23andMe CEO Says Company Is Doing Fine Despite Losing 93% of Stock Value

  • Oops!
    Something went wrong.
    Please try again later.

The consumer genome sequencing company 23andMe is a sinking ship – and its CEO is conducting the orchestra.

As Wired reports, 23andMe CEO Anne Wojcicki was chipper on a February 7 earnings call despite the company's abysmal revenue report that led to its stock being devalued to below 75 cents per share, down a whopping 93 percent from the $16.04 when it first went public.

"We are an unusual company," Wojcicki said, per Wired, during the investor call.

That response very much undersells the circumstances that may lead to 23andMe spinning off its consumer DNA testing and therapeutics wings into separate entities, like so many unraveled strands of double helixes.

That fateful earnings parley occurred just after the third anniversary of 23andMe announcing that it would be going public in 2021 and merging with a specialized holding company owned by none other than billionaire Richard Branson. The company was valued at a whopping $3.5 billion as a result, and later that same year, it purchased the Lemonaid telehealth service — but didn't unveil its tony rebranded version, a $99-per-month service now called Total Health, until this past November.

"It’s an evolution for the company in terms of just providing access to your genome," Wojcicki told Wired, "to now putting the wrapper around it and saying, 'We actually want to take care of you. We want to be your partner in prevention.'"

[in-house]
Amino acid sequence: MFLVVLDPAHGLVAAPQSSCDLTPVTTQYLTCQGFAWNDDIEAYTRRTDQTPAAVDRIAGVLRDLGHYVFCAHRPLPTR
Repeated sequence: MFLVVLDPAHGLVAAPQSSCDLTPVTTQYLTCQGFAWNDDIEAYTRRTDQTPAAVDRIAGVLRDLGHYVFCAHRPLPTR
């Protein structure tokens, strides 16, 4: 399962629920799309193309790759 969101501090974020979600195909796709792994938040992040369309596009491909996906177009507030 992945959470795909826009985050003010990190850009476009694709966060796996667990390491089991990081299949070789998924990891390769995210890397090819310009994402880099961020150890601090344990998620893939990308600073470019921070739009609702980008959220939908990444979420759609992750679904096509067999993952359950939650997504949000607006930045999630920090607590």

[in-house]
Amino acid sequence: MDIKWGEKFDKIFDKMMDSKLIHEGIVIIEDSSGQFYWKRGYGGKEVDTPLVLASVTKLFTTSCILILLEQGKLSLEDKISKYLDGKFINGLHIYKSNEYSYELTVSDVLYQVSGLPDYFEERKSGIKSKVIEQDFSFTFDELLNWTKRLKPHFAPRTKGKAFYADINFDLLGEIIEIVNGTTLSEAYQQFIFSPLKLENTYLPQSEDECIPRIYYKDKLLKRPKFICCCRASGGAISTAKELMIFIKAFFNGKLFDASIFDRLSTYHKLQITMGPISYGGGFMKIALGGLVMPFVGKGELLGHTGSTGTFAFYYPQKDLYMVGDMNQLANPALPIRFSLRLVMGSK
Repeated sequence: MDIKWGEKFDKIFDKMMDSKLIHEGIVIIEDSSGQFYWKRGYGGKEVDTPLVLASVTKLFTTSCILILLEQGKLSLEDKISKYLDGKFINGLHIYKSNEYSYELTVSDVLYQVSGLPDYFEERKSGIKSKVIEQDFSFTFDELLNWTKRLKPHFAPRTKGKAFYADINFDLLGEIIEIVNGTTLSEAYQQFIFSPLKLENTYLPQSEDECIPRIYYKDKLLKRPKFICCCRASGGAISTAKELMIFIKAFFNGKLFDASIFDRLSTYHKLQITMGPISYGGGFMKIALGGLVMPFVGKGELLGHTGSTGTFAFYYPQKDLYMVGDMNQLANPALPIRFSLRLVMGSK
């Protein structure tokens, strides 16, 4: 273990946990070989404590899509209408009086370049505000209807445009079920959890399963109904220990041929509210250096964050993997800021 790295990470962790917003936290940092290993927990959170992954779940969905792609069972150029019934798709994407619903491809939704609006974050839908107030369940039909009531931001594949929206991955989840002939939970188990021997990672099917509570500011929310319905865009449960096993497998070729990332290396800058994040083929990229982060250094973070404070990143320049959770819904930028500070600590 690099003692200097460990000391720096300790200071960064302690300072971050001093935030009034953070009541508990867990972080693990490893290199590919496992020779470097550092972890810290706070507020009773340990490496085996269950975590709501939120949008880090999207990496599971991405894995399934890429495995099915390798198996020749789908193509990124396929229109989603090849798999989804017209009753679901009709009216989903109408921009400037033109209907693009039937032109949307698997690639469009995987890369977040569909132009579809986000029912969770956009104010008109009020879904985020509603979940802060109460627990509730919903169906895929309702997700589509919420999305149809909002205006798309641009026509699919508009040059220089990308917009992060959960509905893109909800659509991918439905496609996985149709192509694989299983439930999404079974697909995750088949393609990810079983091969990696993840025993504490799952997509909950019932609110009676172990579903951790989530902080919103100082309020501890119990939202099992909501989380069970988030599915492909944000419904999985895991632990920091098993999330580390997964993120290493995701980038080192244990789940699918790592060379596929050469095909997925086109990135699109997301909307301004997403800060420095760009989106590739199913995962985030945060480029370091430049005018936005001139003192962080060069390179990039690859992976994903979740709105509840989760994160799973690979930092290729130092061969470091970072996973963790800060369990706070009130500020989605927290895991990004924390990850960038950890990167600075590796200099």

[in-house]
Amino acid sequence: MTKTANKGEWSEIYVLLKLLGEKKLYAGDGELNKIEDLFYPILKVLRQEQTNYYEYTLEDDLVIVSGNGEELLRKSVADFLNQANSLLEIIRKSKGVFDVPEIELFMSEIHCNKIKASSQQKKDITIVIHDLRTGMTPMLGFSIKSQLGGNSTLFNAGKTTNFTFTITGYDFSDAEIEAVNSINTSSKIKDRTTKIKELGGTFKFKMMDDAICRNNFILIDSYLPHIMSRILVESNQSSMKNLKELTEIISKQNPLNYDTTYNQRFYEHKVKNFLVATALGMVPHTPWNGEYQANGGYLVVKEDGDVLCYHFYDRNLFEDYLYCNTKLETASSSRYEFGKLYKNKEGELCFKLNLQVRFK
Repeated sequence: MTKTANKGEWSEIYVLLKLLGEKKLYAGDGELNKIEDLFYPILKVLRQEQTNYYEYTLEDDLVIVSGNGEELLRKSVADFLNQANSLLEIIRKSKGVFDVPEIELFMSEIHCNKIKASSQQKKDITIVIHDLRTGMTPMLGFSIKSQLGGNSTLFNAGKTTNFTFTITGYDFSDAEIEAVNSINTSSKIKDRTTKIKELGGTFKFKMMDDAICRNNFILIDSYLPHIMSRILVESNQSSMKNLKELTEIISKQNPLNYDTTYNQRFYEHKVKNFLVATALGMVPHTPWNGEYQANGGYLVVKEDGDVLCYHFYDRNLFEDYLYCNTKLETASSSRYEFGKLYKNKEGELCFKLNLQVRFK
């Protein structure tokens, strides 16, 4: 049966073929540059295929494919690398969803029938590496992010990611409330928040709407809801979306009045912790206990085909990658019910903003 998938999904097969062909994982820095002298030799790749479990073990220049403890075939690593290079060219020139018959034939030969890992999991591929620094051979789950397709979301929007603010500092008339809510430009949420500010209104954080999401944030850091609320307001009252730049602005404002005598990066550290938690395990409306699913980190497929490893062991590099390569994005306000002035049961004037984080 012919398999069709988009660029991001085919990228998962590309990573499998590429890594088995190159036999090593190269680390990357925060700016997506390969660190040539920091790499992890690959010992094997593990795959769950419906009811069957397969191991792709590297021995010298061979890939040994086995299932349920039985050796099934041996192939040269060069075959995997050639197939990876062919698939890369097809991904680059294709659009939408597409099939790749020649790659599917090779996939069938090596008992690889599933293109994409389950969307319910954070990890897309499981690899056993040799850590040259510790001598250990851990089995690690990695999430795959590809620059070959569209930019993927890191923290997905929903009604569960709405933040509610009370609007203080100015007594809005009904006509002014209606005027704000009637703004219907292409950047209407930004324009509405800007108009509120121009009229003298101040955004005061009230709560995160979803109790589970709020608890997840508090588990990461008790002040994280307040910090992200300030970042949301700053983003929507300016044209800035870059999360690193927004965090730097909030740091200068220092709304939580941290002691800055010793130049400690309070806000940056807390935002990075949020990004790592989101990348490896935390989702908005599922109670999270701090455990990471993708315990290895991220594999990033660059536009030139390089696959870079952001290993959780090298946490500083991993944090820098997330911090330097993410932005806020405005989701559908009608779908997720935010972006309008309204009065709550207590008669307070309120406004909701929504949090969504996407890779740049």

That's all fine and good, but it doesn't negate the fact that in only three years, 23andMe has burned through more than half its fundraised cash, gone through multiple layoff rounds, and could, as the Wall Street Journal reported last week, run out of money by next year.

While its therapeutic wing has been in the works for years, the database that undergirds its slow-going research, which is gleaned from its customers' genetic information, may also have spelled the beginning of its downfall. That database was the subject of a massive hack last year, and between that breach and the money it burned in the years since going public, things are looking bleak.

To be fair, Wojcicki's Pollyanna-ism isn't entirely blind. In an interview with Bloomberg last week, she seemed to at least acknowledge the financial hit the company's therapeutic arm has brought upon it.

"When we decided to do drug discovery," she said, "it was a commitment to saying we are going to be burning cash."

Facing down all that context, the investors whose confidence drove the company to its multi-billion-dollar valuation are clearly getting worried. Now, as 23andMe faces the risk of being delisted by Nasdaq because its stock price is in the toilet, Wojcicki says she's "optimistic" about the future.

"I think it’s a really exciting time," she told Wired. "I think that there’s going to be incredible advances in healthcare, and honestly, I’m most interested in how you shift the curve on people."

To Wojcicki's mind, the future — of 23andMe and the healthtech industry at large — will "be about integrating" genetic data into "more efficient drug discovery," a statement that belies her self-declared optimistic nature.

There is, of course, no doubt that genomic medicine is going to continue to grow — but whether 23andMe will be part of it, or even continue to exist at all, remains to be seen.

More on genetic futures: Genes Aren't Actually the Blueprint of Life, Experts Say